array([-0.72186413,  1.89644724, -1.63709681, -0.76200216])

Basic data types#

Numbers sometimes displayed with a trailing .: 2.

>>> a = np.array([1.,2.,3.,])
>>> a
array([ 1.,  2.,  3.])
>>> a.dtype
dtype('float64')

No . is int64 with a dot is float64

You can explicitly specify the datatype with:

c = np.array([1, 2, 3], dtype=float)

There is also:

complex128:

d = np.array([1+2j, 3+4j, 5+6*1j])

String:

>>> a = np.array(['hello','is','it','me','you','are','looking','for'])
>>> a.dtype
dtype('<U7')

Indexing and Slicing#

You access items the same as python lists

>>> a = np.arange(10)
>>> a
array([0, 1, 2, 3, 4, 5, 6, 7, 8, 9])
>>> a[0], a[2], a[9]
(0, 2, 9)

Reversing a numpy array

>>> a[::-1]
array([9, 8, 7, 6, 5, 4, 3, 2, 1, 0])

For multi-dimensional arrays indexes are tuples of intergers The Row is specified first and column second

>>> a[2,1]
# third row, second column

Arrays can be sliced (Just like python)

>>> a[12:20:2] # [start:end:step]
array([22, 24, 26, 28])

No slice components are requered, default is 0:last:1

>>> a[:]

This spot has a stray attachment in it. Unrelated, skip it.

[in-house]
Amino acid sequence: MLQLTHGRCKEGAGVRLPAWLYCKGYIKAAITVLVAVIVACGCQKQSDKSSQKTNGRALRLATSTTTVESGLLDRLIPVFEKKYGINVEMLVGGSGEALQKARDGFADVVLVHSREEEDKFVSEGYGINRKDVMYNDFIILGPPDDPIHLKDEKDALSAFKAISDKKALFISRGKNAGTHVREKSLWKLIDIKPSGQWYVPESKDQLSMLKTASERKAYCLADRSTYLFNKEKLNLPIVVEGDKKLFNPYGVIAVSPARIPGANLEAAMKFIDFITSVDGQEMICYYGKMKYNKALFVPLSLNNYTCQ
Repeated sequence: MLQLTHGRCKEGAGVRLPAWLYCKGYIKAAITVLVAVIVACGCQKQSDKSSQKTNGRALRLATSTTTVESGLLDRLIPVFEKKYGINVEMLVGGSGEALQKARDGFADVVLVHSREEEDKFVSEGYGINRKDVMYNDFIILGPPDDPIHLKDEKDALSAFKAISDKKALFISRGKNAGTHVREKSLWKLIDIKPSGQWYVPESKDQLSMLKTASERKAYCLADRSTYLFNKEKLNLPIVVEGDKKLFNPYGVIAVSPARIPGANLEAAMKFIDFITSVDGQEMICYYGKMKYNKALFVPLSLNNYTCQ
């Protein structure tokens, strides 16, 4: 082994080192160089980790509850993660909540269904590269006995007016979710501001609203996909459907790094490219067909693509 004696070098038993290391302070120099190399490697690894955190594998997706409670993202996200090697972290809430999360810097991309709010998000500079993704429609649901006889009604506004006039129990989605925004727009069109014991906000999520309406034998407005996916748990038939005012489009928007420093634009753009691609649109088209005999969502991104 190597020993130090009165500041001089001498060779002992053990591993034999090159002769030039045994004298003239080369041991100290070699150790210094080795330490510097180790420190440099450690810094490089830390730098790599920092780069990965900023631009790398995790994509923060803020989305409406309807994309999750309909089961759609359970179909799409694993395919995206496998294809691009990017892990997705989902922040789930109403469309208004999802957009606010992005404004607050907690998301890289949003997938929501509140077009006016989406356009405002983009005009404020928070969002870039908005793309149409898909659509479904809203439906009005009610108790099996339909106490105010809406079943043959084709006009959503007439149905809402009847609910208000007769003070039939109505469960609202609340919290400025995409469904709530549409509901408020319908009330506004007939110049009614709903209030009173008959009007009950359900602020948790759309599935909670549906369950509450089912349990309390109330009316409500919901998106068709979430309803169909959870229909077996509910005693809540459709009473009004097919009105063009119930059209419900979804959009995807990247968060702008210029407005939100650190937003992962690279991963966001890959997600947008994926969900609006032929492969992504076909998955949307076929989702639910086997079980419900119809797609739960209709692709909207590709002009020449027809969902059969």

**Remember that the end/last element is not included

>>> a = np.array([1,2,3,4])
>>> a[1:3]
array([2, 3])
>>> a[1:4]
array([2, 3, 4])

Now the differences is you can assign slices to numpy arrays but not python lists

>>> a[2:] = 10
>>> a
array([ 1,  2, 10, 10])

Slicing a 2-d array:

a[, ]

Example:

>>> a = np.diag(np.arange(1,7, dtype='float'))
>>> a
array([[ 1.,  0.,  0.,  0.,  0.,  0.],
        [ 0.,  2.,  0.,  0.,  0.,  0.],
        [ 0.,  0.,  3.,  0.,  0.,  0.],
        [ 0.,  0.,  0.,  4.,  0.,  0.],
        [ 0.,  0.,  0.,  0.,  5.,  0.],
        [ 0.,  0.,  0.,  0.,  0.,  6.]])

And you want the entire rows of 3 to 5 diagonally:

  • y: starting at 2 ending at 4 inclusive (5) = 2:5
  • x: starting at 0 and ending at index 4 inclusive (5) = 0:5

It is wierd as you start with the y-axis in the notation

    >>> a[2:5,:5]
    array([[ 0.,  0.,  3.,  0.,  0.],
           [ 0.,  0.,  0.,  4.,  0.],
           [ 0.,  0.,  0.,  0.,  5.]])

Copies and Views#

The slicing operation creates a view on the original array which is just a way of accessing array data. The original array is not copied.

You can use np.may_share_memory(x, y) to check if 2 arrays share memory

If memory is shared changing the copied or original affect the other.

To force a copy use:

>>> c = a[:2].copy()

Fancy Indexing#

Using boolean masks

>>> a = np.random.randint(0, 21, 15)
>>> a
array([10,  3,  8,  0, 19, 10, 11,  9, 10,  6,  0, 20, 12,  7, 14])
>>> (a % 3 == 0)
array([False,  True, False,  True, False, False, False,  True, False,
        True,  True, False,  True, False, False], dtype=bool)
>>> mask = (a % 3 == 0)
>>> extract_from_a = a[mask]
>>> extract_from_a
array([ 3,  0,  9,  6,  0, 12])

Assigning new values to sub array that meets a criterion: